This was Algirdas fourth trip to this country. We sit down after the presentation to reflect on these 25 years after Lithuania’s independence. Kaušpėdas with Antis will celebrate soon their 30th anniversary and they will be performing a few select concerts later this autumn. Prior to his engaging presentation in Washington, Kaušpėdas performed with Dainava, a Chicago based Lithuanian choir at the occasion of Black Ribbon Day and the 25th anniversary of the Baltic Way. In 1990 during their first visit to the USA, Kaušpėdas with Antis performed also in Chicago. During that same 1990 tour, Antis also performed in various clubs in New York City.

In 1992 Kaušpėdas returned to the USA as director of LTR, Lithuania’s national radio and television. Those were early days for Lithuania and various talents were selected to fill new positions. Says Kaušpėdas about his role as director of LRT ”At the time, right after independence, it felt a bit like being drafted into the military and to perform duty for one’s country. ”The second visit had been organised by CNN who had invited the CEOs of the world’s TV stations for a global conference. Shortly thereafter on his third visit, the American government invited him for a 2-month long special educational programme to learn better practices of TV management. ”That was a very interesting experience,” says Kaušpėdas.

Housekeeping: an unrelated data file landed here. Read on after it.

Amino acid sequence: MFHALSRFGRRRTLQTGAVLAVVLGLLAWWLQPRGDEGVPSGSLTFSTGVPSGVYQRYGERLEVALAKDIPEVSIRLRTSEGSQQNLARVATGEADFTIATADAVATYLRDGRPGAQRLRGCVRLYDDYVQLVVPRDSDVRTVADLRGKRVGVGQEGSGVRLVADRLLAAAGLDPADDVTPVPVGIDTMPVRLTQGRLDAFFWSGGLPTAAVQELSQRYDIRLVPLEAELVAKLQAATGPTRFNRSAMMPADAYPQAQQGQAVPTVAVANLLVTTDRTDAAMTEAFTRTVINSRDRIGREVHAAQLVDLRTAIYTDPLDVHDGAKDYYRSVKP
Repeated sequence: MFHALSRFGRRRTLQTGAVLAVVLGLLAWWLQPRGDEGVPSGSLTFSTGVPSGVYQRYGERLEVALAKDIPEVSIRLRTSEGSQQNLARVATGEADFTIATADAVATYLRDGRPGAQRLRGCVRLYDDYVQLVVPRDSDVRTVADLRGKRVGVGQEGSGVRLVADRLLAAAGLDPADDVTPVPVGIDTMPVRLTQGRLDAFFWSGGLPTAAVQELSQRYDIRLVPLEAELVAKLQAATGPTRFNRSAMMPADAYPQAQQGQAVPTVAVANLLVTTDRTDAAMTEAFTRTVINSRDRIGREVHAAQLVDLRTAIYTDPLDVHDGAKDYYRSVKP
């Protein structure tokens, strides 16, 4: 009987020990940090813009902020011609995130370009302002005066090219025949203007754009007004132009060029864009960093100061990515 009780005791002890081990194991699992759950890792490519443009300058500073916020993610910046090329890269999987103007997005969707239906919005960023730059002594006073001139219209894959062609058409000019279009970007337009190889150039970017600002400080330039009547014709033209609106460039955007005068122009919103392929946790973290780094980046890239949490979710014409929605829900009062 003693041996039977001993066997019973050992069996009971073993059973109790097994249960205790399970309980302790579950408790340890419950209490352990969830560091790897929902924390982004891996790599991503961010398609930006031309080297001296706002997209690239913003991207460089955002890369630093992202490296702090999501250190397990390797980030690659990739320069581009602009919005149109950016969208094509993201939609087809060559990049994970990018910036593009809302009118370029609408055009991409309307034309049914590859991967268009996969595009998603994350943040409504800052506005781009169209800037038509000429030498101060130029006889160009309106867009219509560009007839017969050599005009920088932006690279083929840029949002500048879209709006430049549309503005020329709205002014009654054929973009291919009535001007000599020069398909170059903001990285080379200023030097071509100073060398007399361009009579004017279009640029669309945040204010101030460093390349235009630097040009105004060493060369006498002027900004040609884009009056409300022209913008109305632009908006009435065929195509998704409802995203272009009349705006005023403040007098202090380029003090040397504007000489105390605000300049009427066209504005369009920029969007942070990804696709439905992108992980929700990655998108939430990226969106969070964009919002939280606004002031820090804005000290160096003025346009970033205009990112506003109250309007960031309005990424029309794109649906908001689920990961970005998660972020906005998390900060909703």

Now after 22 years this marked his first visit to the USA and he noticed that the country had seen quite a bit of transformation. ”I see a lot of change for the better in America and it has visibly changed. There appears to be more order and the streets look a lot cleaner, everything seems brighter.” He feels also that he has gained a better understanding of America, mainly because he has been able to live in a free and democratic Lithuania for more than 20 years. ”I see much more similarities and convergence.”

Reflecting on these nearly 25 year since independence, Kaušpėdas says, ”Lithuania has changed a lot over these years and the younger generation, those younger than 30, already grew up in a free country. The country became a much more pleasant and interesting place. Much more innovation is taking place in Lithuania and in that way it has become more intelligent country.” As to some lingering nostalgia for the past, he reflects that… ”There are always people that (over)rely on government and one finds those in nearly every country. These people make demands on the government, rather than being innovative and self-supportive.”